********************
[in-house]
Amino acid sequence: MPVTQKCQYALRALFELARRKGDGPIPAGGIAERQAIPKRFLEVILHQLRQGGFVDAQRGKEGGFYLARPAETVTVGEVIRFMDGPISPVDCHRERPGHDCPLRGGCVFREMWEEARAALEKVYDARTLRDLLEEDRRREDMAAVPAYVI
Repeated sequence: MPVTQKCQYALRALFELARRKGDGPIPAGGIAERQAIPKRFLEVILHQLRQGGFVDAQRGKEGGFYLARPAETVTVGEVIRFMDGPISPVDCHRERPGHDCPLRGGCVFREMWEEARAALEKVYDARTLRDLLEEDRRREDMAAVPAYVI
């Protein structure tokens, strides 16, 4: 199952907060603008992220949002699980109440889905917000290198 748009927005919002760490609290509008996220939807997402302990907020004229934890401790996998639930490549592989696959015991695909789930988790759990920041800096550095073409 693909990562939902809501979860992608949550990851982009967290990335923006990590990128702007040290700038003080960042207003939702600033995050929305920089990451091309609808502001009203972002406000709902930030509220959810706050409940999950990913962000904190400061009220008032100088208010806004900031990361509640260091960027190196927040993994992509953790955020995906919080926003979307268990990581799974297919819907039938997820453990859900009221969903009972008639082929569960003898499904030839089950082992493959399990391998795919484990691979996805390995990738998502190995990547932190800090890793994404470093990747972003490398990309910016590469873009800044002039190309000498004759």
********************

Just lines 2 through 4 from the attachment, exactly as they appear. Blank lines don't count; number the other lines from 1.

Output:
Amino acid sequence: MPVTQKCQYALRALFELARRKGDGPIPAGGIAERQAIPKRFLEVILHQLRQGGFVDAQRGKEGGFYLARPAETVTVGEVIRFMDGPISPVDCHRERPGHDCPLRGGCVFREMWEEARAALEKVYDARTLRDLLEEDRRREDMAAVPAYVI
Repeated sequence: MPVTQKCQYALRALFELARRKGDGPIPAGGIAERQAIPKRFLEVILHQLRQGGFVDAQRGKEGGFYLARPAETVTVGEVIRFMDGPISPVDCHRERPGHDCPLRGGCVFREMWEEARAALEKVYDARTLRDLLEEDRRREDMAAVPAYVI
């Protein structure tokens, strides 16, 4: 199952907060603008992220949002699980109440889905917000290198 748009927005919002760490609290509008996220939807997402302990907020004229934890401790996998639930490549592989696959015991695909789930988790759990920041800096550095073409 693909990562939902809501979860992608949550990851982009967290990335923006990590990128702007040290700038003080960042207003939702600033995050929305920089990451091309609808502001009203972002406000709902930030509220959810706050409940999950990913962000904190400061009220008032100088208010806004900031990361509640260091960027190196927040993994992509953790955020995906919080926003979307268990990581799974297919819907039938997820453990859900009221969903009972008639082929569960003898499904030839089950082992493959399990391998795919484990691979996805390995990738998502190995990547932190800090890793994404470093990747972003490398990309910016590469873009800044002039190309000498004759």